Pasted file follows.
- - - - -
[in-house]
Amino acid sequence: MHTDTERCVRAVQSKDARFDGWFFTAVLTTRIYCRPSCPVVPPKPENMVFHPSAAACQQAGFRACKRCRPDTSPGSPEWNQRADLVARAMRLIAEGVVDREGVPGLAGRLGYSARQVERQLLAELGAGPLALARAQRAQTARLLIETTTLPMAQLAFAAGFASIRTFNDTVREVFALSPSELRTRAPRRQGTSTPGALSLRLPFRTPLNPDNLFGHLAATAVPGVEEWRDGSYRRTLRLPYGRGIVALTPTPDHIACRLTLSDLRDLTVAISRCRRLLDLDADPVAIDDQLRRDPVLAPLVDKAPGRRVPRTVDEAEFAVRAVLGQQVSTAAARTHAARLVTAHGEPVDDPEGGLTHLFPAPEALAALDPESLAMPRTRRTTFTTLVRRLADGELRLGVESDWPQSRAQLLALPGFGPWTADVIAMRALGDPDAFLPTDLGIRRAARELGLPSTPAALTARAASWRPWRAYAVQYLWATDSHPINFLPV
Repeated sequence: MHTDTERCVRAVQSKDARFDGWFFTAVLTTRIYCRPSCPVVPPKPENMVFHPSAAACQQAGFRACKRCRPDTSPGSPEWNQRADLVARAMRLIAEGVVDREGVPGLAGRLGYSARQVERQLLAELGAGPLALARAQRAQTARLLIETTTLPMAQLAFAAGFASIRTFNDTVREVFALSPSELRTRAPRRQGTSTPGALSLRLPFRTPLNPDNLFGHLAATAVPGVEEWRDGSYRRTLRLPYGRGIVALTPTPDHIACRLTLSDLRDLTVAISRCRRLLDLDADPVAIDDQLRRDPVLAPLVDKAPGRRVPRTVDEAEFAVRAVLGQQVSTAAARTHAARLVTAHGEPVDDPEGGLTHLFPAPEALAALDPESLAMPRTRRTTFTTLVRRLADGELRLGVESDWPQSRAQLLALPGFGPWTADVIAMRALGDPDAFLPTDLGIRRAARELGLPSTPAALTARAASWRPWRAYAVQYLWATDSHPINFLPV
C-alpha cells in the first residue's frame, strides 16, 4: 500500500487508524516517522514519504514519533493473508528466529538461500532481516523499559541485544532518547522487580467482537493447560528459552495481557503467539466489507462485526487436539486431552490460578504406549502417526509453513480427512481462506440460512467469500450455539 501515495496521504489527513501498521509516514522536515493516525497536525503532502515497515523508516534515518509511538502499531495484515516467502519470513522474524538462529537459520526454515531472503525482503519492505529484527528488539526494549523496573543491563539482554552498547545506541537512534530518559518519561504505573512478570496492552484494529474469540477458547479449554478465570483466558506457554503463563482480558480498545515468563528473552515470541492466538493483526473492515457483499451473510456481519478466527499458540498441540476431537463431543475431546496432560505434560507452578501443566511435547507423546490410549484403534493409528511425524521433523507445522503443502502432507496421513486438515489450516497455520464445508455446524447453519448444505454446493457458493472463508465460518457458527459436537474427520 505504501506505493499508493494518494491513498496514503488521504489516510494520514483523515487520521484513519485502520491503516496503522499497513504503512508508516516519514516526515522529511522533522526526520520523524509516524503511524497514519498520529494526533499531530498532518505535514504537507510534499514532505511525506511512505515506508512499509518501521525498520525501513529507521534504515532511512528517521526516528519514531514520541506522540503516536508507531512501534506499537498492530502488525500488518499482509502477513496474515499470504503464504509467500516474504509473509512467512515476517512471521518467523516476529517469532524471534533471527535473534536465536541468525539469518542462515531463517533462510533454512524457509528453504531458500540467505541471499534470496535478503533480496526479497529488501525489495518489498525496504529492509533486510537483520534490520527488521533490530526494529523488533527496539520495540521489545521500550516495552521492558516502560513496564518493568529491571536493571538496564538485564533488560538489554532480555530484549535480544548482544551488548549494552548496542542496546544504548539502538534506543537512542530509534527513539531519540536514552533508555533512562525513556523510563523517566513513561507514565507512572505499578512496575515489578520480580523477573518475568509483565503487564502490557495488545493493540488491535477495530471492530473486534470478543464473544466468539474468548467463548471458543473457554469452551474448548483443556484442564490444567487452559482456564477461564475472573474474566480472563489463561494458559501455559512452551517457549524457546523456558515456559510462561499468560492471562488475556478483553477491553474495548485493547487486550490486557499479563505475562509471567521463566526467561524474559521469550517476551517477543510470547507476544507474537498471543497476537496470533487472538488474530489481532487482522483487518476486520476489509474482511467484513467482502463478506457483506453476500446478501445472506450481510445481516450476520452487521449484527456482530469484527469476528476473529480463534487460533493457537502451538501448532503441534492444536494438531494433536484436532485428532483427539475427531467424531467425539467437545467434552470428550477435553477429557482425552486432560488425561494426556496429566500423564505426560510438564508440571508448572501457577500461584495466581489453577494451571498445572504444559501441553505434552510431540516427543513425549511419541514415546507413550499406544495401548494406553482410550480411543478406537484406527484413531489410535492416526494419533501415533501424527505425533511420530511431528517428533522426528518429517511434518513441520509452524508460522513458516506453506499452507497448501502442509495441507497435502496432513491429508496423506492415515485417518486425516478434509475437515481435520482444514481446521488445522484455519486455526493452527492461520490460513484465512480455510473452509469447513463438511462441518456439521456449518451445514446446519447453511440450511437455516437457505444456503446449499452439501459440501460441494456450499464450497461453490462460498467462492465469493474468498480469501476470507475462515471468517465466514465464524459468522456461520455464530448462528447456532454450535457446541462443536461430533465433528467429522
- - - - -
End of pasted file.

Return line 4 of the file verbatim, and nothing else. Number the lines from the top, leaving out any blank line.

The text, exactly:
C-alpha cells in the first residue's frame, strides 16, 4: 500500500487508524516517522514519504514519533493473508528466529538461500532481516523499559541485544532518547522487580467482537493447560528459552495481557503467539466489507462485526487436539486431552490460578504406549502417526509453513480427512481462506440460512467469500450455539 501515495496521504489527513501498521509516514522536515493516525497536525503532502515497515523508516534515518509511538502499531495484515516467502519470513522474524538462529537459520526454515531472503525482503519492505529484527528488539526494549523496573543491563539482554552498547545506541537512534530518559518519561504505573512478570496492552484494529474469540477458547479449554478465570483466558506457554503463563482480558480498545515468563528473552515470541492466538493483526473492515457483499451473510456481519478466527499458540498441540476431537463431543475431546496432560505434560507452578501443566511435547507423546490410549484403534493409528511425524521433523507445522503443502502432507496421513486438515489450516497455520464445508455446524447453519448444505454446493457458493472463508465460518457458527459436537474427520 505504501506505493499508493494518494491513498496514503488521504489516510494520514483523515487520521484513519485502520491503516496503522499497513504503512508508516516519514516526515522529511522533522526526520520523524509516524503511524497514519498520529494526533499531530498532518505535514504537507510534499514532505511525506511512505515506508512499509518501521525498520525501513529507521534504515532511512528517521526516528519514531514520541506522540503516536508507531512501534506499537498492530502488525500488518499482509502477513496474515499470504503464504509467500516474504509473509512467512515476517512471521518467523516476529517469532524471534533471527535473534536465536541468525539469518542462515531463517533462510533454512524457509528453504531458500540467505541471499534470496535478503533480496526479497529488501525489495518489498525496504529492509533486510537483520534490520527488521533490530526494529523488533527496539520495540521489545521500550516495552521492558516502560513496564518493568529491571536493571538496564538485564533488560538489554532480555530484549535480544548482544551488548549494552548496542542496546544504548539502538534506543537512542530509534527513539531519540536514552533508555533512562525513556523510563523517566513513561507514565507512572505499578512496575515489578520480580523477573518475568509483565503487564502490557495488545493493540488491535477495530471492530473486534470478543464473544466468539474468548467463548471458543473457554469452551474448548483443556484442564490444567487452559482456564477461564475472573474474566480472563489463561494458559501455559512452551517457549524457546523456558515456559510462561499468560492471562488475556478483553477491553474495548485493547487486550490486557499479563505475562509471567521463566526467561524474559521469550517476551517477543510470547507476544507474537498471543497476537496470533487472538488474530489481532487482522483487518476486520476489509474482511467484513467482502463478506457483506453476500446478501445472506450481510445481516450476520452487521449484527456482530469484527469476528476473529480463534487460533493457537502451538501448532503441534492444536494438531494433536484436532485428532483427539475427531467424531467425539467437545467434552470428550477435553477429557482425552486432560488425561494426556496429566500423564505426560510438564508440571508448572501457577500461584495466581489453577494451571498445572504444559501441553505434552510431540516427543513425549511419541514415546507413550499406544495401548494406553482410550480411543478406537484406527484413531489410535492416526494419533501415533501424527505425533511420530511431528517428533522426528518429517511434518513441520509452524508460522513458516506453506499452507497448501502442509495441507497435502496432513491429508496423506492415515485417518486425516478434509475437515481435520482444514481446521488445522484455519486455526493452527492461520490460513484465512480455510473452509469447513463438511462441518456439521456449518451445514446446519447453511440450511437455516437457505444456503446449499452439501459440501460441494456450499464450497461453490462460498467462492465469493474468498480469501476470507475462515471468517465466514465464524459468522456461520455464530448462528447456532454450535457446541462443536461430533465433528467429522